368 Words. Plan about 2 minute(s) to read this.
I was sent a complementary copy of Juniper QFX5100 Series: A Comprehensive Guide to Building Next-Generation Networks by Doug Hanks. Doug works for Juniper. I’ve met Doug a few times, and he’s been a guest on the Packet Pushers podcast.
The book is not simply a guide to the QFX5100 Ethernet switch, although it certainly is that, including a complete architecture breakdown and description of the platform’s control-plane virtualization. The book is also a design guide, explaining how to scale large data centers leveraging both high host-facing port density and automation techniques. In that sense, this is a reference book not just for the QFX5100, but also for the Juniper perspective on how to build very large data center infrastructures.
Several of the techniques covered are not unique to the QFX5100, but are available at least in part on other Juniper products as well, including Puppet & Chef agents, the Junos PyEZ automation library for Python, and overlay networking.
Once again, note that this book is a reference for data center networking from the Juniper perspective, and I don’t mean that as a negative. But as a prospective book buyer, you need to understand that like most vendor-focused books, there’s a specific story to tell, and it’s coming from a particular point of view. As it happens, Juniper has a great story to tell, and even if you’ve never logged into a Junos CLI in your life, you can learn a lot. But don’t mistake this book as a general networking reference. It isn’t, although there are multi-vendor techniques covered in places.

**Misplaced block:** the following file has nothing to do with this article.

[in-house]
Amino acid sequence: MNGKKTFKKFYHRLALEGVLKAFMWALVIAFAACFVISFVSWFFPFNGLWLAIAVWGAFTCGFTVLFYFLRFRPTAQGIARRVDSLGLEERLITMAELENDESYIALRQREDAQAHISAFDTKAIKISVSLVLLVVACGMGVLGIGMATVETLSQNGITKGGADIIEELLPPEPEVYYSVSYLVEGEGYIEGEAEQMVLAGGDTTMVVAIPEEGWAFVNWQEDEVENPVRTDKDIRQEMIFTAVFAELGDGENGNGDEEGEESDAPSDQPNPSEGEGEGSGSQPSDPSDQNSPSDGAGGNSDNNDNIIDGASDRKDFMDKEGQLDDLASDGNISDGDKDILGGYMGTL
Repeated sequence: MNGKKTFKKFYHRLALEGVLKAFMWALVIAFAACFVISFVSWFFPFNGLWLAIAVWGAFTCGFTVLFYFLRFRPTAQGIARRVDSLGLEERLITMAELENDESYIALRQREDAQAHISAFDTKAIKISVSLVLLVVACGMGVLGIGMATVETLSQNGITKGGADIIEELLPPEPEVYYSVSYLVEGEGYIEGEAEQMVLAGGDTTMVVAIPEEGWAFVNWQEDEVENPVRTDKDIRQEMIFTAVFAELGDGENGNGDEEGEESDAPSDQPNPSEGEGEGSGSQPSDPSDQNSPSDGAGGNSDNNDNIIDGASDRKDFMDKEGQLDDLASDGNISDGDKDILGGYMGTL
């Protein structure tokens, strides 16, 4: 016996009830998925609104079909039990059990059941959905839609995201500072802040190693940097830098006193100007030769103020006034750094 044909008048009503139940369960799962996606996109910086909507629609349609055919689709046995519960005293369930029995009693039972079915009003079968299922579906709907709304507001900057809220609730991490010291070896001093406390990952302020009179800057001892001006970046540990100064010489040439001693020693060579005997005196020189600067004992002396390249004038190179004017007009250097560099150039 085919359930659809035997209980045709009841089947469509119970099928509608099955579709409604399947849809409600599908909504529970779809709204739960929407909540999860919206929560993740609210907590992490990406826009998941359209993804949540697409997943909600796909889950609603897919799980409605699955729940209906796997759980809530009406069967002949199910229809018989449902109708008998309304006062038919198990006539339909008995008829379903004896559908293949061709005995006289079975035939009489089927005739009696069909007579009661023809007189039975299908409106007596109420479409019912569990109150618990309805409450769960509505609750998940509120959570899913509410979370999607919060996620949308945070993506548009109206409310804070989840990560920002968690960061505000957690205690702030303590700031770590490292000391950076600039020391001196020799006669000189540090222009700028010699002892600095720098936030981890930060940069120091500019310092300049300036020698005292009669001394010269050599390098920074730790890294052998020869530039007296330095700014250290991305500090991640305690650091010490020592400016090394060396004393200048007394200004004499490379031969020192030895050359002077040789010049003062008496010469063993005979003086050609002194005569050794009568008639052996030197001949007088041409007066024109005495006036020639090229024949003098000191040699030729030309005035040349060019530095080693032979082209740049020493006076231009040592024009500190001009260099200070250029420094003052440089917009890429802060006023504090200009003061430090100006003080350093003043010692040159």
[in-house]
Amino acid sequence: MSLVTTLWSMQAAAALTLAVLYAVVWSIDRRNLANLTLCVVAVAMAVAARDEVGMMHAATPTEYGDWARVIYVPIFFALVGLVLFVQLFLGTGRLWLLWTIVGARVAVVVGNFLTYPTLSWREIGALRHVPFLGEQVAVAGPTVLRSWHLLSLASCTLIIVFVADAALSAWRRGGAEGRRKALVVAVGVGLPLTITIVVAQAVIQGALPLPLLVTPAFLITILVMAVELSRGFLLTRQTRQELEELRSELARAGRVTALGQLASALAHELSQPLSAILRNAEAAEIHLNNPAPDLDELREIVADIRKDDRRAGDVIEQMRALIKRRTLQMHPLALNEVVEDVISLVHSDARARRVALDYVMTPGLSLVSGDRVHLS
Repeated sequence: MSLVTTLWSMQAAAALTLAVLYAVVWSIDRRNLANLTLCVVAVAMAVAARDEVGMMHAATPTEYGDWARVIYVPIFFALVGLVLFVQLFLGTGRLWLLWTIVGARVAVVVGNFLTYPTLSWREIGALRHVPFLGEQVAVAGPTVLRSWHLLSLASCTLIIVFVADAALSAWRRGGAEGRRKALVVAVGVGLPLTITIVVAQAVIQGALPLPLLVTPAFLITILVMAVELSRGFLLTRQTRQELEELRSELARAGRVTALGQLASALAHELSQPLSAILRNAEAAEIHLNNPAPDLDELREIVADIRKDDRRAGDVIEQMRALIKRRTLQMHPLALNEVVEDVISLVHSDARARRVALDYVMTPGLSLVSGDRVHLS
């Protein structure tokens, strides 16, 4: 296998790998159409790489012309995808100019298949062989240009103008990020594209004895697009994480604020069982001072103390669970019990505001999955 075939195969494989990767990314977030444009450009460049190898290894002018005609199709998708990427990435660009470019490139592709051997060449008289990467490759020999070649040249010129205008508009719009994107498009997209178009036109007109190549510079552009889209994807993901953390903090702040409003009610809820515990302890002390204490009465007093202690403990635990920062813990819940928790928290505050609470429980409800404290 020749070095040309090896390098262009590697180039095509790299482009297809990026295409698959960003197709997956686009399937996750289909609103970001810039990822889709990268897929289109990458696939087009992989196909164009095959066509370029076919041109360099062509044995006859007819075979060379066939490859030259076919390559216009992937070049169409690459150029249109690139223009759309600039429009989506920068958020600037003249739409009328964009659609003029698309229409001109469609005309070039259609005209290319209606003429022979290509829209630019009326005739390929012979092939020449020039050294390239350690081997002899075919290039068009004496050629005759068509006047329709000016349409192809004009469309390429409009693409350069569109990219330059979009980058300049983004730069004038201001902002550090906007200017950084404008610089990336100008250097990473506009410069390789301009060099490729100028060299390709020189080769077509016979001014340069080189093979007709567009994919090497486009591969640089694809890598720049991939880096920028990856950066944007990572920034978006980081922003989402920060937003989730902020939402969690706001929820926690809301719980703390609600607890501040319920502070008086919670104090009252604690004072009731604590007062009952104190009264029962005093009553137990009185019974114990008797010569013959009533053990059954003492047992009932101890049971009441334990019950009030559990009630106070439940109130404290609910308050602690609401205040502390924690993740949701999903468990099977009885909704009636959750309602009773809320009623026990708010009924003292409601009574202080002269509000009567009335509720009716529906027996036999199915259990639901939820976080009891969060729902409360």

On readability, I find Doug’s writing easy to read. This book is much more of a practical, engineer’s guide than an academic guide. Academic texts leave me reading a chapter and wondering what just happened and why I’m so sad. OTOH, Doug writes text expecting that people who actually build and operate networks will read it. He’s pretty good at anticipating the concerns engineers have and the things they might be curious about. The book is also seasoned liberally with diagrams and code examples.
Bottom-line – a worthwhile (and not overly long) read. If you’re deploying a Juniper-based data center, you should absolutely get this book.